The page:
Budget Process Overview
The City of San Luis Obispo has received national recognition for its use of a two-year Financial Plan and budgetary process that emphasizes long-range planning and effective program management. Significant features of the City’s two-year Financial Plan include the integration of Council goal-setting into the budgetary process and the extensive use of formal policies and measurable objectives. The Financial Plan includes operating budgets for two years and a capital improvement plan (CIP) covering five years.
While appropriations continue to be made annually under this process, the Financial Plan is the foundation for preparing the budget in the second year. Additionally, unexpended operating appropriations from the first year may be carried over for specific purposes into the second year with the approval of the City Manager.
Purpose of the City’s Two-Year Financial Plan
The fundamental purpose of the City’s Financial Plan is to link what we want to accomplish for the community with the resources necessary to do so. The City’s Financial Plan process does this by: clearly setting major City goals and other important objectives; establishing reasonable timeframes and organizational responsibility for achieving them; and allocating resources for programs and projects.
Major City Goals
Linking important objectives with necessary resources requires a process that identifies key goals at the very beginning of budget preparation. Setting goals and priorities should drive the budget process, not follow it.
For this reason, the City begins each two-year Financial Plan process with a series of in-depth goal-setting workshops where Council members invite candidate goals from community groups, Council advisory bodies, and interested individuals; review the City’s fiscal outlook for the next five years and the status of prior goals; present their individual goals to fellow Council members; and then set and prioritize major City goals and work programs for the next two years. City staff then prepare the Preliminary Financial Plan based on the Council’s policy guidance.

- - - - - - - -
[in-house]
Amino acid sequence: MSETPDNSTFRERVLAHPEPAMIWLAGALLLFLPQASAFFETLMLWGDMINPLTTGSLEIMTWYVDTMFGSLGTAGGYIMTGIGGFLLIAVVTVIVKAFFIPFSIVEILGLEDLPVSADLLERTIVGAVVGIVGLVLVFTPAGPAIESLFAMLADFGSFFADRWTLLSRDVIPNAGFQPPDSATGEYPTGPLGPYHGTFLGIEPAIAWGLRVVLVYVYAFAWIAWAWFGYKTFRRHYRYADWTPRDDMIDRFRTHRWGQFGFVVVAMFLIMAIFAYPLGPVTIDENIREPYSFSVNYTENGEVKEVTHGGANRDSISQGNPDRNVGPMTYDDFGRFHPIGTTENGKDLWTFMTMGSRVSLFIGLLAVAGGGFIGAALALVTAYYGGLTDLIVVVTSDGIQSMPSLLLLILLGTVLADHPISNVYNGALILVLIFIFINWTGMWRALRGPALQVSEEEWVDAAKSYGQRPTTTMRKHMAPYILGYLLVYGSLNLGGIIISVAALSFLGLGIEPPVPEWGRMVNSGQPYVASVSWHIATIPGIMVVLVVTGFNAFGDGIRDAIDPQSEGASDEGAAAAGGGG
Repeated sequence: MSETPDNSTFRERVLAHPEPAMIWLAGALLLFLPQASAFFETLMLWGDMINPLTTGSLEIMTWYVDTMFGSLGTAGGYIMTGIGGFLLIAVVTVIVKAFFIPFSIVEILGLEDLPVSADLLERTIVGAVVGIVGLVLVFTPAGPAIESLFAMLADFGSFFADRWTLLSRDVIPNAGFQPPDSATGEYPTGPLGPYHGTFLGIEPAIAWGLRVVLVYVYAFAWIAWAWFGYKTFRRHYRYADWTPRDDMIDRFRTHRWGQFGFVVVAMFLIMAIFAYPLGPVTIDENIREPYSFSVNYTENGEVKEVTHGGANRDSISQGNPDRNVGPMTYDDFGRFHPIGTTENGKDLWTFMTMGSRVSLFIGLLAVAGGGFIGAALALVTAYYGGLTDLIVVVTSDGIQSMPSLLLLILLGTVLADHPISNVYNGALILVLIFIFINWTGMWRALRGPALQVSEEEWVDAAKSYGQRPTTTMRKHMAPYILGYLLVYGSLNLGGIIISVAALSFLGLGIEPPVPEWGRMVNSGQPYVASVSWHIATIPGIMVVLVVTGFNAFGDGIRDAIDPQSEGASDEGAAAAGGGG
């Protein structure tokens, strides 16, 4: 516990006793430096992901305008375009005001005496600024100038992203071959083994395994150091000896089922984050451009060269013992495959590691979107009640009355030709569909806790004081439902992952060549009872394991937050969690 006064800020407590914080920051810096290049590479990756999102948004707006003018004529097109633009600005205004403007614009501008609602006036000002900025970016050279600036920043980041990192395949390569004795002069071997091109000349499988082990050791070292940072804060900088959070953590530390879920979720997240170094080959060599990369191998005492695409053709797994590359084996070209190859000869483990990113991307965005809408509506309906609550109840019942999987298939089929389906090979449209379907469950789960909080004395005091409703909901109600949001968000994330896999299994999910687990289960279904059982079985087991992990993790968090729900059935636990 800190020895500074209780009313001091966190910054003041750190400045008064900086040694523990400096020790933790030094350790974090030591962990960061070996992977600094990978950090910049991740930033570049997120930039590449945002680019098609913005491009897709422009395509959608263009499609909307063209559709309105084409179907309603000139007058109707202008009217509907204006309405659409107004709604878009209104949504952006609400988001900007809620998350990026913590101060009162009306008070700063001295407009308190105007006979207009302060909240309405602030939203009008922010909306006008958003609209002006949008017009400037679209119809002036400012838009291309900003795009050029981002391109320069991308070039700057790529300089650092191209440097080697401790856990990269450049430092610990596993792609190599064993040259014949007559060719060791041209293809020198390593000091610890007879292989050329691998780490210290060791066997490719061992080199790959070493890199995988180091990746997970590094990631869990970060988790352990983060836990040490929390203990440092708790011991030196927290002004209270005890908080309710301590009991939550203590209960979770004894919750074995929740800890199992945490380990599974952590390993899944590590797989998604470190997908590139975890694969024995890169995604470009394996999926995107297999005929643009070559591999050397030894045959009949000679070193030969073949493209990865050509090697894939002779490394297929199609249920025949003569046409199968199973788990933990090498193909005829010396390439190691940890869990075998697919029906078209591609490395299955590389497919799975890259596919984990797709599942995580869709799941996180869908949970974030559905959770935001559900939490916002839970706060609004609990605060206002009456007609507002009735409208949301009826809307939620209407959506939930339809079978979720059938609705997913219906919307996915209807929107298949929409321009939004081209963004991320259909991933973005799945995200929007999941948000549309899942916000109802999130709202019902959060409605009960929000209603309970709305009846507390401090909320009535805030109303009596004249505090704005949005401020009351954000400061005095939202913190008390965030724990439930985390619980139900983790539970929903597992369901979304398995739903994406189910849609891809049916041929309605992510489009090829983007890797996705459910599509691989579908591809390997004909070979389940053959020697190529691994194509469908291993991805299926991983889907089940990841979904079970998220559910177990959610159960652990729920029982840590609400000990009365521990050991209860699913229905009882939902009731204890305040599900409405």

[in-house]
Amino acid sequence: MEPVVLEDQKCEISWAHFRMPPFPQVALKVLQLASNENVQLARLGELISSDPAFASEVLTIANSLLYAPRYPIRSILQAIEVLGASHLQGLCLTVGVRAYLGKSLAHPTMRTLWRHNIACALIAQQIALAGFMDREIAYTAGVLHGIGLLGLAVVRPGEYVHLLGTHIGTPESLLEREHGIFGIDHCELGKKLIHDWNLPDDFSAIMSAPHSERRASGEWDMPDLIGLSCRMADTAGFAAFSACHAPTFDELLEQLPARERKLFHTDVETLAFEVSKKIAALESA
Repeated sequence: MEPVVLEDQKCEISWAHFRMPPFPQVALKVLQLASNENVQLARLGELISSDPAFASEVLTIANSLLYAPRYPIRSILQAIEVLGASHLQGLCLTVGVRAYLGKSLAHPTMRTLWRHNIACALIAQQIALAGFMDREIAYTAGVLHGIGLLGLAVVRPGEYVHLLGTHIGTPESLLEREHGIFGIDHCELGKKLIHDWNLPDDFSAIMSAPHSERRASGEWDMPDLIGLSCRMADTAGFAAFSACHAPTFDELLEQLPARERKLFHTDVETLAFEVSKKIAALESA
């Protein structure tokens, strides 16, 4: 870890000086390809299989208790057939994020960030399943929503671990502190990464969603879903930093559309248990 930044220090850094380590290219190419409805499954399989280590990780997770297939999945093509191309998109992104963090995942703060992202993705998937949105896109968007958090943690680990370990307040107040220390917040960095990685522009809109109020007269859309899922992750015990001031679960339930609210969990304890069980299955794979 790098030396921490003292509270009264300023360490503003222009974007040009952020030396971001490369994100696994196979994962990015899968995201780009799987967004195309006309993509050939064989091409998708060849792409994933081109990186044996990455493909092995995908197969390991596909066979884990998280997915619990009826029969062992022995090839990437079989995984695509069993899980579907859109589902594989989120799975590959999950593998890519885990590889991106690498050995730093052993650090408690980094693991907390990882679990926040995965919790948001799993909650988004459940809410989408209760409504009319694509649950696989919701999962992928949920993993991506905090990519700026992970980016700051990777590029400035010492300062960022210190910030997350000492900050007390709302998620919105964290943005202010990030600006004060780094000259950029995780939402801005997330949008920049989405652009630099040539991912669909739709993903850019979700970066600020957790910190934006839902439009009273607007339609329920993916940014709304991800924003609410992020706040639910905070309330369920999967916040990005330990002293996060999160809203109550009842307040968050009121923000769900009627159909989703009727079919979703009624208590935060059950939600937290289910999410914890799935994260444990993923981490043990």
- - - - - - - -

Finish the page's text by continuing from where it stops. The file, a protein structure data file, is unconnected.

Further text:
Financial Plan Policies
Formally articulated budget and fiscal policies provide the foundation for preparing and implementing the Financial Plan while assuring the City’s long-term fiscal health. Included in the Financial Plan itself, these policies cover a broad range of areas such as user fee cost recovery goals, enterprise fund rates, investments, capital improvement management, debt management, capital financing, fund balance and reserves, human resource management, and productivity.
Preparation and Review Process
Under the City Charter, the City Manager is responsible for preparing the budget and submitting it to the Council for approval. Although specific steps will vary from year to year, the following is an overview of the general approach used under the City’s two-year budgetary process:
- First Year. As noted above, the Financial Plan process begins with a Council goal-setting session to determine major objectives to be accomplished over the next two years. The results of Council goal-setting are incorporated into the budget instructions issued to the operating departments, who are responsible for submitting initial budget proposals. After these proposals are comprehensively reviewed and a detailed financial forecast is prepared, the City Manager issues the Preliminary Financial Plan for public comment. A series of study sessions and public hearings are then held leading to Council adoption of the Financial Plan by June 30.
- Second Year. Before the beginning of the second year of the two-year cycle, the Council reviews progress during the first year, makes adjustments as necessary, and approves appropriations for the second fiscal year.
- Mid-Year Reviews. The Council formally reviews the City’s financial condition and amends appropriations, if necessary, six months after the beginning of each fiscal year.
- Interim Financial and Project Status Reports. Online access to "up-to-date" financial information is provided to staff throughout the organization. Additionally, comprehensive financial reports are prepared monthly to monitor the City’s fiscal condition, and more formal quarterly financial reports are issued to the Council and key City staff. The status of major program objectives—including CIP projects—is also periodically reported to the Council on a formal basis.
As set forth in the City Charter, the Council may amend or supplement the budget at any time after its adoption by majority vote of the Council members. The City Manager has the authority to make administrative adjustments to the budget as long as those changes will not have a significant policy impact nor affect budgeted year-end fund balances.